Two members of the Connecticut Congressional Delegation are speaking out against the proposed tax plan from the Trump administration.
U.S. Sen. Richard Blumenthal and Elizabeth Esty (CT-5) said they’re against the plan, which is not surprising, because of their party affiliation.
Blumenthal and Esty said it’ll result in higher taxes on the middle class while lowering them for the rich. But this plan isn’t getting a lot of support from Republicans either.
“If you earn less than 75,000, you will see a tax increase,” Blumenthal said.
“I think it’s wrong for Connecticut, wrong for middle-class families and wrong for things we care about, like education,” Esty said.
Those are the fears our lawmakers have about the Republican tax plan that’s being debated on Capitol Hill. Middle-class locals have doubts about the plans when it comes to education.
“It will definitely impact student learning,” Waterbury teacher Jahana Hayes said.
Hayes is a teacher at Waterbury’s JFK High. She was awarded teacher of the year in 2016 and already spends money out of her own pocket on school supplies. Hayes said she doesn’t want to see her taxes raised.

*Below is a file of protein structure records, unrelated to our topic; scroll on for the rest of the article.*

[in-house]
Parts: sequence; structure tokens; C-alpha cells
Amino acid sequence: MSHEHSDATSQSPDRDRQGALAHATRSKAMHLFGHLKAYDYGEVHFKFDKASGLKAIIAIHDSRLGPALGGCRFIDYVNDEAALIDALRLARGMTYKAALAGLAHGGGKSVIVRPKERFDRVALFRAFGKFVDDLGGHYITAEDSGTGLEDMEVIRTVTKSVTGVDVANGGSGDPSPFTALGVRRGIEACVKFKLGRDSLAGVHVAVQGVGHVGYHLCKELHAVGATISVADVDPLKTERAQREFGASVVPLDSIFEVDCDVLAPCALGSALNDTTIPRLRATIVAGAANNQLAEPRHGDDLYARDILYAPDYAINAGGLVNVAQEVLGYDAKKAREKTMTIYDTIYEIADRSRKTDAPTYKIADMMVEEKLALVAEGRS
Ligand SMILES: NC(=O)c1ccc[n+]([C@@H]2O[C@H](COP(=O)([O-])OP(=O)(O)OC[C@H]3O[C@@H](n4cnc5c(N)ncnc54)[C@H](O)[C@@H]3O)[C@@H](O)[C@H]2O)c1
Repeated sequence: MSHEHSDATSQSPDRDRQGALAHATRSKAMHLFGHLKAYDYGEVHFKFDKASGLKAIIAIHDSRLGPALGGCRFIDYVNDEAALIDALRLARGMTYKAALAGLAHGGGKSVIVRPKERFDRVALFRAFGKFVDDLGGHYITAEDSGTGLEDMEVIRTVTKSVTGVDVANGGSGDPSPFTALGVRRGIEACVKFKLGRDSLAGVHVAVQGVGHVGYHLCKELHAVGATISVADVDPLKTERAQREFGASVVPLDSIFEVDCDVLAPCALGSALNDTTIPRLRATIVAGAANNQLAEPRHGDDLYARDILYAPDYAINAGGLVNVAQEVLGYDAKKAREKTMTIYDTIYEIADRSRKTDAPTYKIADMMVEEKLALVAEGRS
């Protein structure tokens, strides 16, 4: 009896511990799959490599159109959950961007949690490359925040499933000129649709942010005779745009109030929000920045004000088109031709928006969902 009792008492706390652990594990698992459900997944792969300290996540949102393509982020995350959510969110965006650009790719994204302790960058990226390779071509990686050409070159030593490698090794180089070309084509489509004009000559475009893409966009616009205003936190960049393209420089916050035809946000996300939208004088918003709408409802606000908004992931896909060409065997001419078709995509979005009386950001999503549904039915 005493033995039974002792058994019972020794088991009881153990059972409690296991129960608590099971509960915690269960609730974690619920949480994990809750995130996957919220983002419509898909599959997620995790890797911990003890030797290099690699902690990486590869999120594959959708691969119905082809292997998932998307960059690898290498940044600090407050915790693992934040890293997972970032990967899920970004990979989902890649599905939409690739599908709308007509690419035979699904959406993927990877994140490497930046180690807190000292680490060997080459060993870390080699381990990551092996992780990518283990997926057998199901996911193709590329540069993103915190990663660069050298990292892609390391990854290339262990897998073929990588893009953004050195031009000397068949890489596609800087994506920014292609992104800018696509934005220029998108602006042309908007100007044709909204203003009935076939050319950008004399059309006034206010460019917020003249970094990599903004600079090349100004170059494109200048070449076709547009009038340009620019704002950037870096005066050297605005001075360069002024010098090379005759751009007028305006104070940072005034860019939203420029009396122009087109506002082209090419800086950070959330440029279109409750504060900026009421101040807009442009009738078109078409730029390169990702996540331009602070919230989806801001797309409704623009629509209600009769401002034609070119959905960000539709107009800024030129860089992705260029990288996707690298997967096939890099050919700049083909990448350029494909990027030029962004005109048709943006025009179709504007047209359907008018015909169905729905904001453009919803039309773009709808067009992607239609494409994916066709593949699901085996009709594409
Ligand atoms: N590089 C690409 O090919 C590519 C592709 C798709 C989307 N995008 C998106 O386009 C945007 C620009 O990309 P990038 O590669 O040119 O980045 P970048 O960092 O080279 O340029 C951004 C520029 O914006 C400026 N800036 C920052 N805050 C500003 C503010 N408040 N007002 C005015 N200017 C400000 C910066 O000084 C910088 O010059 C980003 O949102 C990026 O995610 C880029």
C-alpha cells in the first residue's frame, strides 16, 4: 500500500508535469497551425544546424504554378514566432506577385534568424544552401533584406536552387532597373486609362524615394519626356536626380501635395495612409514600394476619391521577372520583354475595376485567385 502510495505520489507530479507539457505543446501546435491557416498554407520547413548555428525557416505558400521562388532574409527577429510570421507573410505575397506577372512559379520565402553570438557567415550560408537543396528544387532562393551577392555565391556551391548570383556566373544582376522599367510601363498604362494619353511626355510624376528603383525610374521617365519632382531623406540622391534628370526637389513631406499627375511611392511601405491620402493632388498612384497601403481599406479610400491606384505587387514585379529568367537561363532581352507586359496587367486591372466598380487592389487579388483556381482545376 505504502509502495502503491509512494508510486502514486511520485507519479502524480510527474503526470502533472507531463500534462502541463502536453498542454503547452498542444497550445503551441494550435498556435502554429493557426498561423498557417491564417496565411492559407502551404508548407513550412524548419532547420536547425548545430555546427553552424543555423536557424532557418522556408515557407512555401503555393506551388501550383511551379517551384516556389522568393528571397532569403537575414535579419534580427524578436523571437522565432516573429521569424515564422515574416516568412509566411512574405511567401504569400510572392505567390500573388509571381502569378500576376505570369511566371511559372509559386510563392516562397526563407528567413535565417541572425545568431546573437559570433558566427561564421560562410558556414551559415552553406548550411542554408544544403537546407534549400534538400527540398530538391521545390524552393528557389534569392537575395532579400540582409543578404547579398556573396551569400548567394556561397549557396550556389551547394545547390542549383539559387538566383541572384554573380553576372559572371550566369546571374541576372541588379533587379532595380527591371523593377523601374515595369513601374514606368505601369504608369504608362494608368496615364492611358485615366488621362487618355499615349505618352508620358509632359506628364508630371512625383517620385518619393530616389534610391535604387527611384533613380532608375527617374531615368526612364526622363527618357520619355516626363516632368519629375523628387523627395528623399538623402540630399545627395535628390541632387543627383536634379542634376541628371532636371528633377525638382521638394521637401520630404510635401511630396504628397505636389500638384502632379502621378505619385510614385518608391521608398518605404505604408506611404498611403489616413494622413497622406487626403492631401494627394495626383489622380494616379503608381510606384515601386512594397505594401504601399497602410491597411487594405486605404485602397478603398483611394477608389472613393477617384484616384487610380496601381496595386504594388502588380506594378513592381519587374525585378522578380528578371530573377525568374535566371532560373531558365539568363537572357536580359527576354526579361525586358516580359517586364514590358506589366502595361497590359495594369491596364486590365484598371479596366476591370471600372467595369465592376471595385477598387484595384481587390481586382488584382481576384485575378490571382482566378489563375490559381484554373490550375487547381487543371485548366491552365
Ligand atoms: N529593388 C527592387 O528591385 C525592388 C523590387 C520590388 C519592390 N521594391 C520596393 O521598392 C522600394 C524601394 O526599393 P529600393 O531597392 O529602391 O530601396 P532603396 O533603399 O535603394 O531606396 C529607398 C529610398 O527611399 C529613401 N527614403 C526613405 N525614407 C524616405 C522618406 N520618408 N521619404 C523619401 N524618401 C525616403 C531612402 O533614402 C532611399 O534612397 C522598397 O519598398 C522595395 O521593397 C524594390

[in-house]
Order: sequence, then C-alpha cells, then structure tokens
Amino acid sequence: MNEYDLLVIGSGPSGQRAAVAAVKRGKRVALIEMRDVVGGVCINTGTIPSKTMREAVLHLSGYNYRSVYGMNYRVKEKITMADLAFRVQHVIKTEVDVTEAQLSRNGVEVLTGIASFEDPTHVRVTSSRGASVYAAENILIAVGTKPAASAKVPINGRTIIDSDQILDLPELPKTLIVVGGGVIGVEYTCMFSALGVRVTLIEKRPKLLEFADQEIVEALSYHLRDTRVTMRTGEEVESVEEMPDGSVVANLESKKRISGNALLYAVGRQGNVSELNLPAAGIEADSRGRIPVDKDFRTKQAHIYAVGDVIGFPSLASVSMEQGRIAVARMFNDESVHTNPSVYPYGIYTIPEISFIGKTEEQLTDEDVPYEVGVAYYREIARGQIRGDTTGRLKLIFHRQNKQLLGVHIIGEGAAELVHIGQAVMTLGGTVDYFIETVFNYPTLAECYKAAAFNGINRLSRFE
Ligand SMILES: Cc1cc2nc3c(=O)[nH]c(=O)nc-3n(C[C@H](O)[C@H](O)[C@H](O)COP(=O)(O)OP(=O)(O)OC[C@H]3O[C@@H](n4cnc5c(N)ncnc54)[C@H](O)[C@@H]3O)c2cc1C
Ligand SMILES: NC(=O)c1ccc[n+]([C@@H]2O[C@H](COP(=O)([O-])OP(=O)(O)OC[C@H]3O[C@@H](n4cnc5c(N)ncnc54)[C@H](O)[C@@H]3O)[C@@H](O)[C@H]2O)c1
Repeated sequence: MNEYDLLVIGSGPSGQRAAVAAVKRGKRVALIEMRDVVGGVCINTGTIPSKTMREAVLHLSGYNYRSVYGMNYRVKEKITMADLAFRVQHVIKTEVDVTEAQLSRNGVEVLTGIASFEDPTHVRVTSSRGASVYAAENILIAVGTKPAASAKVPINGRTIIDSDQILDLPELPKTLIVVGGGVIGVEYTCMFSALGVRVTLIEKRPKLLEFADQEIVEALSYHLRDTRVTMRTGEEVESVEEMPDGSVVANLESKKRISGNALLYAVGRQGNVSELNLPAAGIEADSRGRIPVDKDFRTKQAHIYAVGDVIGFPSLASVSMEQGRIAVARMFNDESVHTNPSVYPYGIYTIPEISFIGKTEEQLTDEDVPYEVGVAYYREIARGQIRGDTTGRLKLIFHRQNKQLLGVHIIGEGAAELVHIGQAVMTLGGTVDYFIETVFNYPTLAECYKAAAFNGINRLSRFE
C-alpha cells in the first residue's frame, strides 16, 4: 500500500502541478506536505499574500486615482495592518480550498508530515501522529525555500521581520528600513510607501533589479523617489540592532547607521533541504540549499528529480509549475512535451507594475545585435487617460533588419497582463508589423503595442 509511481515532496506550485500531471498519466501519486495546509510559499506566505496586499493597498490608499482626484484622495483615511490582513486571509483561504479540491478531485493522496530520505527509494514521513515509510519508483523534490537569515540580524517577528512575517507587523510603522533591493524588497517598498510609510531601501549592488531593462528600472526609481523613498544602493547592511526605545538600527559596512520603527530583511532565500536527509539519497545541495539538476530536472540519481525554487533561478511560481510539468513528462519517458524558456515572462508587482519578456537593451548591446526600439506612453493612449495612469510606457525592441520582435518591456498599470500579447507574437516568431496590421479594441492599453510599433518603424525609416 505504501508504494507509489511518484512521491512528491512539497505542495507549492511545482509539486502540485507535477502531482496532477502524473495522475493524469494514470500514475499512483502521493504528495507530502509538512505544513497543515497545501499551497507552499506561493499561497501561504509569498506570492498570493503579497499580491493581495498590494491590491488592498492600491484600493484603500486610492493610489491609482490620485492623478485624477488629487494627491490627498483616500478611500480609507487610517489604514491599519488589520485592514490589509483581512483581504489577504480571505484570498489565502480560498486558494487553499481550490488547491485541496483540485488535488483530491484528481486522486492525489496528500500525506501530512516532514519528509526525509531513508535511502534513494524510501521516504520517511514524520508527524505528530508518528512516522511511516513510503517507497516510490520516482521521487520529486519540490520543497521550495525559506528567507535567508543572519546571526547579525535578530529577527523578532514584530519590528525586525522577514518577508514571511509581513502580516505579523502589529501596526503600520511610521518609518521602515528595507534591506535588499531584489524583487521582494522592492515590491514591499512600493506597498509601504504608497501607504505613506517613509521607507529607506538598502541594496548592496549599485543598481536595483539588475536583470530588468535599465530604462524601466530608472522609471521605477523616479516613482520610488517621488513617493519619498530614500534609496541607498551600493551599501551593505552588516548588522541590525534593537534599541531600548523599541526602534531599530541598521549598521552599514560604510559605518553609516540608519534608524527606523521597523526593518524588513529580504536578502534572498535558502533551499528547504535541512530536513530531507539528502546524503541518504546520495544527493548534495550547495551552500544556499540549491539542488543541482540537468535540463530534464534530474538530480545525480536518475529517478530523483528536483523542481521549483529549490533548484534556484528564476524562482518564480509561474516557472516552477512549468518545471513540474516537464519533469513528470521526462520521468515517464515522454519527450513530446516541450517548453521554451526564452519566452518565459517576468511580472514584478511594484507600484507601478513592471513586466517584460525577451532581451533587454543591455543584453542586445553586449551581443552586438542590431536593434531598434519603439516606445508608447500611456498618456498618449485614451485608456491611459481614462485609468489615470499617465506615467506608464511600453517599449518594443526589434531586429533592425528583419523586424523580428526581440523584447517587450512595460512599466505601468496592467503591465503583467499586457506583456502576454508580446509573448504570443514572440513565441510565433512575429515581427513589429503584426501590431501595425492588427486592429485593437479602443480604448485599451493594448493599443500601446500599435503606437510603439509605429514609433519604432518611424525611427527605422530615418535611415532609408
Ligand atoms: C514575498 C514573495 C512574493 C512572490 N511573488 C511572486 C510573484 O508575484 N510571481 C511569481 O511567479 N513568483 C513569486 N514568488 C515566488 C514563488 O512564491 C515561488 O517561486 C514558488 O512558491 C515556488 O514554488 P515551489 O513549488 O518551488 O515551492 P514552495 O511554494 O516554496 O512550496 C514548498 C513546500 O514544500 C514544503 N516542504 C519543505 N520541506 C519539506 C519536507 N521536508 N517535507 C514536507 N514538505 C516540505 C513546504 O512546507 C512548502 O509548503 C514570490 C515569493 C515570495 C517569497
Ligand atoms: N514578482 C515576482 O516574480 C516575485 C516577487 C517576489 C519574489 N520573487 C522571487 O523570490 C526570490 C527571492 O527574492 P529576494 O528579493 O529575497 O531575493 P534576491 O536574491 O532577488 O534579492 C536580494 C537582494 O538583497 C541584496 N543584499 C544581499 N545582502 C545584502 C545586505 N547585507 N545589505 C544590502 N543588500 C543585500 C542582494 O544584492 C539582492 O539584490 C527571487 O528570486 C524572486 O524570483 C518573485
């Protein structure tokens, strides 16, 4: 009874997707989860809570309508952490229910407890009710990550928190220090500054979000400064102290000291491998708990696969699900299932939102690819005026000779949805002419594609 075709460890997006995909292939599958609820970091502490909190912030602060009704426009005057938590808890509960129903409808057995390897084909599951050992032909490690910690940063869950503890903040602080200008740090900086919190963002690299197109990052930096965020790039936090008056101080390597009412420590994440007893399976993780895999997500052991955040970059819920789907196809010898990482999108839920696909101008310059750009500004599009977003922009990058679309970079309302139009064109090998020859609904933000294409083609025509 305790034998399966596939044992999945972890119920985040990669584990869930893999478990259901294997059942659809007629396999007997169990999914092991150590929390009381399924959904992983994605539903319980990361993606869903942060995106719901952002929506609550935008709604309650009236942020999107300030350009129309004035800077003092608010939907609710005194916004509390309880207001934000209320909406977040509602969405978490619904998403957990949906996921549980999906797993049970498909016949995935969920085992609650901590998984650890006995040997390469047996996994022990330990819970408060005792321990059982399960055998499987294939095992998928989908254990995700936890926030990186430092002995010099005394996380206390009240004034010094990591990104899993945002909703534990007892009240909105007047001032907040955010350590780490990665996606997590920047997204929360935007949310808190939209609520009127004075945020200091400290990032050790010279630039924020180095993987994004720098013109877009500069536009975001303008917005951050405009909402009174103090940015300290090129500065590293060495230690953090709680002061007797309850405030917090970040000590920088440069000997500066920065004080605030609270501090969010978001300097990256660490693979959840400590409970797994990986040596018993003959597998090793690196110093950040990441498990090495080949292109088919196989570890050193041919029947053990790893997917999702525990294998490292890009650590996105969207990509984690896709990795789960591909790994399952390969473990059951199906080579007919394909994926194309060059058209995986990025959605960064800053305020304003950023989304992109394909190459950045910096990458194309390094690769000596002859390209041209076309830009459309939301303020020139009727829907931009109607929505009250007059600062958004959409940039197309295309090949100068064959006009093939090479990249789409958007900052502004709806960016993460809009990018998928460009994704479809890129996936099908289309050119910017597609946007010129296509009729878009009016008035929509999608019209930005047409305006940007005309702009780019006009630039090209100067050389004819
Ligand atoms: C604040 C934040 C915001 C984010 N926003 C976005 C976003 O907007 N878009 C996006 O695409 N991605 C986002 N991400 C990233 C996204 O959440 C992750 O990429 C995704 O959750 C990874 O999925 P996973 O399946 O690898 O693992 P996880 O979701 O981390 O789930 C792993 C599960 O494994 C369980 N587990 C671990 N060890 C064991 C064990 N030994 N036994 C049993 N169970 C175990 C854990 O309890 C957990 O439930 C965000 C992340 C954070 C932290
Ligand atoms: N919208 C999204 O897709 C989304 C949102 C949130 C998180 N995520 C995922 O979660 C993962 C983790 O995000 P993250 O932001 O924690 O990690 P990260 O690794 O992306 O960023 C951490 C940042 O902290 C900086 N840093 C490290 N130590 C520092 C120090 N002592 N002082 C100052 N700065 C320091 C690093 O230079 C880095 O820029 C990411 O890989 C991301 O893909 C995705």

“You get an order at the beginning of the school year,” Hayes said. “By December, generally, most teachers are using paper or pencils that they’ve purchased.”
Right now, teachers can deduct $250 from their taxable incomes for items they buy out of pocket. The House GOP tax plan eliminates that entirely, while the Senate GOP plan doubles it to $500. Overall, both Republican plans tout lower taxes. It’s expected to slash the corporate tax rate from 35% to 20% while reducing personal taxes, but Democrats said they don’t buy it.
“The corporate tax cuts are permanent and the individual tax cuts expire,” Blumenthal said.
The Congressional Budget Office also says deficits will grow by 1.5 trillion dollars over 10 years. And while it’s no surprise Democrats have concerns, some Republicans have publicly expressed skepticism.
A Quinnipiac survey also found that 52 percent of the 1,600 polled oppose the plan and just 60 percent of Republicans supported it. Only 16 percent of those surveyed said they believe the plan would actually reduce their taxes. Hayes, who identifies as middle class, said she can’t afford to pay more.
“Many of the teachers I know will continue to provide for students and buy instructional materials and use their own money,” Hayes said. “But, it sends a mixed message when our legislators and our policymakers aren’t valuing what teachers are doing. “
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